Than vs. Then

How to use "than" and "then" correctly

This is an entry on my list of Common Errors in English Usage. Visit the main page for direct links to additional entries.

Than and then have quite distinct meanings, but because their spellings are so similar, it’s easy to confuse them—like quiet and quite. Just remember that than is used in comparing (more than, less than, etc.), while then is used in referring to a sequence of events (e.g., ifthen…):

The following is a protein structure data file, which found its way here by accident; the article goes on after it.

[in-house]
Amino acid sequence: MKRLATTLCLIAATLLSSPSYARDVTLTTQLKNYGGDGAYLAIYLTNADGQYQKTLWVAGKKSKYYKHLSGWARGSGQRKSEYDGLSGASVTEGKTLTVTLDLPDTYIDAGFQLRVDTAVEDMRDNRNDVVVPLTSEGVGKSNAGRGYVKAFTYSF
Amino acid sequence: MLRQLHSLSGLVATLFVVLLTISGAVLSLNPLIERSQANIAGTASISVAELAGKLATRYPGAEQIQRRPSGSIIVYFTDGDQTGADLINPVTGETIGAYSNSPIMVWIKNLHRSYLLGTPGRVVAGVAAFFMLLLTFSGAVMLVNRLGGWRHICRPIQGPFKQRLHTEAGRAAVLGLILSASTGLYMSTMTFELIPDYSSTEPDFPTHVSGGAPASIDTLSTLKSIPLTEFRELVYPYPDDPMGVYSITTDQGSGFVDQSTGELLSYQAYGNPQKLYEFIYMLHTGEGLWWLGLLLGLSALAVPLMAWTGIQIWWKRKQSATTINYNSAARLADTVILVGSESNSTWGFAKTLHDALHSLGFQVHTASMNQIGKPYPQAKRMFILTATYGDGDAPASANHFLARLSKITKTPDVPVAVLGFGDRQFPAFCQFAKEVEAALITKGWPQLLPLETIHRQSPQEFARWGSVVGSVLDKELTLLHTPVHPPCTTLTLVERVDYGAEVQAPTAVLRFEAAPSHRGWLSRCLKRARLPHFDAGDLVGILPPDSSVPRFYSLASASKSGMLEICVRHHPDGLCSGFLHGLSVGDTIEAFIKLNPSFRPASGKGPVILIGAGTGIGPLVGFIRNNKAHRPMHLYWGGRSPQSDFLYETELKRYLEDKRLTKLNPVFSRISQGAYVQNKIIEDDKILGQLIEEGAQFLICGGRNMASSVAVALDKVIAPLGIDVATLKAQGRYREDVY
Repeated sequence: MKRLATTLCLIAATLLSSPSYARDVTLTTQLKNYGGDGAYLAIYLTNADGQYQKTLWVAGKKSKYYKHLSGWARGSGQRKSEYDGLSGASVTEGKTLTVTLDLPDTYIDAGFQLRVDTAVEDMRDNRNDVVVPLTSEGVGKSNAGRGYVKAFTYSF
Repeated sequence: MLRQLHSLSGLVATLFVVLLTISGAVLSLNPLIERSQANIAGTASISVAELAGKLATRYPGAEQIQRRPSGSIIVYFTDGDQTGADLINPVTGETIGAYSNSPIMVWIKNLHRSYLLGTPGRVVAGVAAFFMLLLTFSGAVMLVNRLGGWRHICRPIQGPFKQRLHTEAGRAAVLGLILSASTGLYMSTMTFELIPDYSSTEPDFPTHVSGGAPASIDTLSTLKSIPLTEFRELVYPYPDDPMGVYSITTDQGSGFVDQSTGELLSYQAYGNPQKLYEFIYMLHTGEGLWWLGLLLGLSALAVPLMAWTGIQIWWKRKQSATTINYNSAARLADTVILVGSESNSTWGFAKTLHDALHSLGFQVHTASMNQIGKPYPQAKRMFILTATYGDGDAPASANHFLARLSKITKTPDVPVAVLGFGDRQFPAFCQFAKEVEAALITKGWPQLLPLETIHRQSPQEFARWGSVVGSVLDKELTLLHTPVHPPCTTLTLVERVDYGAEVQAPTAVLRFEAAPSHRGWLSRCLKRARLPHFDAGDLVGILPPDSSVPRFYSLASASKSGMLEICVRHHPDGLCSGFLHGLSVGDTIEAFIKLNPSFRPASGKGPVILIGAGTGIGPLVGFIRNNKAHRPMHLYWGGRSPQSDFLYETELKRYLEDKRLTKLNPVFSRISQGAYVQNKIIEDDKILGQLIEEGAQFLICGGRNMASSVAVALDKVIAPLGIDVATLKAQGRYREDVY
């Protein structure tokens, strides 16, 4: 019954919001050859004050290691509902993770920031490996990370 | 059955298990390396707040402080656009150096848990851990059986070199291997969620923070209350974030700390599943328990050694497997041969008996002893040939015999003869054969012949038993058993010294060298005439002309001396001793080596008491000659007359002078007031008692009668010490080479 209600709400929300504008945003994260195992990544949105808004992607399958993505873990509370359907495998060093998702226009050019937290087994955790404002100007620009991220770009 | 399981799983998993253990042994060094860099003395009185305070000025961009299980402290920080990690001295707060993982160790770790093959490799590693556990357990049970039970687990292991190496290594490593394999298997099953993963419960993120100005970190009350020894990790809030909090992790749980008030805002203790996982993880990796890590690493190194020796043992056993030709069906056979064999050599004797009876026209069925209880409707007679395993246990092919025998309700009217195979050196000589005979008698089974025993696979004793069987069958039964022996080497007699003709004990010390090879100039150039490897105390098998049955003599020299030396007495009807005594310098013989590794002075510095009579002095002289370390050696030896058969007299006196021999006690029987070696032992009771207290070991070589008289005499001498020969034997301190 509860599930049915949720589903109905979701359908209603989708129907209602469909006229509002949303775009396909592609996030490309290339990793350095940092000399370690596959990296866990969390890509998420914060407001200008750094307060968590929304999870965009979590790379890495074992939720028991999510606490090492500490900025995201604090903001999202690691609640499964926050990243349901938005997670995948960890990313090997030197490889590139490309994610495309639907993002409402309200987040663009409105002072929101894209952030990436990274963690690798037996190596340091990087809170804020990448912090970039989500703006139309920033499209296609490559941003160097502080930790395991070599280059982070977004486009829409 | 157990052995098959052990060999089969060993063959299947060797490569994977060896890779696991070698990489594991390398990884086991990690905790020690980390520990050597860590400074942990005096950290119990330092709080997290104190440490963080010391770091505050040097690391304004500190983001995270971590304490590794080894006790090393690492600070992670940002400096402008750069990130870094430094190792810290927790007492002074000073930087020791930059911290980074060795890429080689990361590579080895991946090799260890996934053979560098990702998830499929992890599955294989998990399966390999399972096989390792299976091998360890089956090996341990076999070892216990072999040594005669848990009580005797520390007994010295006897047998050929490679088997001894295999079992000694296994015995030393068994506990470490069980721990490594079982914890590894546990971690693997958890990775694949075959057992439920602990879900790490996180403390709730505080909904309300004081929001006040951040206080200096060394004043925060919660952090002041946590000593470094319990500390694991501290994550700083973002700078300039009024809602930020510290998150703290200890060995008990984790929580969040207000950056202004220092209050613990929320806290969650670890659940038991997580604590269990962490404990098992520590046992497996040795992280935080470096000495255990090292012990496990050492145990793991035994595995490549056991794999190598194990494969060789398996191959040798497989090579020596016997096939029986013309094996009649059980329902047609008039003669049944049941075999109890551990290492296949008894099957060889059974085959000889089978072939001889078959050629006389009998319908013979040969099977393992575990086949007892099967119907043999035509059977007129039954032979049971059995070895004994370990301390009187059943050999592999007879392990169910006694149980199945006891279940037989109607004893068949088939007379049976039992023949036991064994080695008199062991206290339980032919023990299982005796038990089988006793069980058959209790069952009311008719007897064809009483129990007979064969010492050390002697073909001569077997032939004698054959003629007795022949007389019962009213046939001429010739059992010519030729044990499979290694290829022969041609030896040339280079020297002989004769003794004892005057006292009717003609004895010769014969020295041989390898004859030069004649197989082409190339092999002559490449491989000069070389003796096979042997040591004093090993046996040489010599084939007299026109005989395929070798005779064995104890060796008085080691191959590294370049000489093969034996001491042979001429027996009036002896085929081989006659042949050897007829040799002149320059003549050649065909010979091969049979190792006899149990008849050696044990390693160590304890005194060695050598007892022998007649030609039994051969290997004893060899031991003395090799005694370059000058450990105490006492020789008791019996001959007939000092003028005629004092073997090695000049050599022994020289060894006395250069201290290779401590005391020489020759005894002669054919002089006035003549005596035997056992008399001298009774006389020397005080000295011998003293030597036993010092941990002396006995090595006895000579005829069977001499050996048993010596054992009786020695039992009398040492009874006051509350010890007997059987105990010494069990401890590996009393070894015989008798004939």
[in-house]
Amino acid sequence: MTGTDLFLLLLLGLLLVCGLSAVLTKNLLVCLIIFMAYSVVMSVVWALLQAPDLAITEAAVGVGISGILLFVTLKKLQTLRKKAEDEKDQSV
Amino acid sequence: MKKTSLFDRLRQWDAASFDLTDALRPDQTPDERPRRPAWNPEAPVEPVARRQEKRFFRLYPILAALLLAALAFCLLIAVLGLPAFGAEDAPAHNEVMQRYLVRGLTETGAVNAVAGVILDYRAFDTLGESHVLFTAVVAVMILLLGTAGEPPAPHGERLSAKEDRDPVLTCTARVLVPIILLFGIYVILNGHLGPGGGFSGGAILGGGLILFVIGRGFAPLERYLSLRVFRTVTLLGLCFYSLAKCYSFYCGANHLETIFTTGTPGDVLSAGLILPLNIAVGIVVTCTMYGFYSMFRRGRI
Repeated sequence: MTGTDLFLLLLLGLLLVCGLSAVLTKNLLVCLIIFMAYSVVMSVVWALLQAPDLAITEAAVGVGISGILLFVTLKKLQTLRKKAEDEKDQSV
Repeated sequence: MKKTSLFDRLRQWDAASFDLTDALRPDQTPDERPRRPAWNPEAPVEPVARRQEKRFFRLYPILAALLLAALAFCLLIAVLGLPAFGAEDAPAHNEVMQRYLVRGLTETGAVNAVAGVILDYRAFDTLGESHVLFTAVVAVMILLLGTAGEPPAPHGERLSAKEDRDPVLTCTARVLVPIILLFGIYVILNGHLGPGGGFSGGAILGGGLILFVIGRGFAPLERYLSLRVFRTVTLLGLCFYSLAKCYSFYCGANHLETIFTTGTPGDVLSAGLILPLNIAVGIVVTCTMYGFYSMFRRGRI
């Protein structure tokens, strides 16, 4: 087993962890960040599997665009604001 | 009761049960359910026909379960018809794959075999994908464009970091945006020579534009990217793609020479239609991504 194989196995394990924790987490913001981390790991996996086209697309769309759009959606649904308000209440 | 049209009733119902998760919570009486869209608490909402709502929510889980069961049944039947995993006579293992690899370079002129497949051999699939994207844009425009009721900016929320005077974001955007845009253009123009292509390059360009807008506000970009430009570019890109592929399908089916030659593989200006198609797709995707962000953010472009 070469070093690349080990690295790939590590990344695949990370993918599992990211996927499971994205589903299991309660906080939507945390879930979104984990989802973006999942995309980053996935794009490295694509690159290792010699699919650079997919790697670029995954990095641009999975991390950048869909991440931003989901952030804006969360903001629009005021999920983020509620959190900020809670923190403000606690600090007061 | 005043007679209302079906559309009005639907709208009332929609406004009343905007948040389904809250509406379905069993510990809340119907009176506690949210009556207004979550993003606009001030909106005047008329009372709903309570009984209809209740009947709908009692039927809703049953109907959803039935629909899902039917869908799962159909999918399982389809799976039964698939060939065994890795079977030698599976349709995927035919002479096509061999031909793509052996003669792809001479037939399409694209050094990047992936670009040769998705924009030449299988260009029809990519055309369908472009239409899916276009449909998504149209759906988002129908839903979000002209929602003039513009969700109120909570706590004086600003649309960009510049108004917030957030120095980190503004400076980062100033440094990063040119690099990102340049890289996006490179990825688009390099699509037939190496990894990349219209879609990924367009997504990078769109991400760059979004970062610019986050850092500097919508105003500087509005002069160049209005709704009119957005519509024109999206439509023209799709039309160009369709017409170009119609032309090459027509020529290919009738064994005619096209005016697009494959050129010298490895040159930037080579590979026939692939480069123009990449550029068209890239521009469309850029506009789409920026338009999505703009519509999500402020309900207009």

This is another error that’s often easy to catch by simply reading your own writing out loud.

Related Resources

Common Errors in English Usage: Errors in diction and idiom commonly made by native speakers of English

List of Common Errors in English Usage (PDF): Printable version of the complete list

Common Grammar Errors: A list of common errors in grammar (topics like subject-verb agreement and parallelism) as distinct from usage

List of Common Errors in English Usage: PDF version

© 2006, 2008, and 2019 C. Brantley Collins, Jr.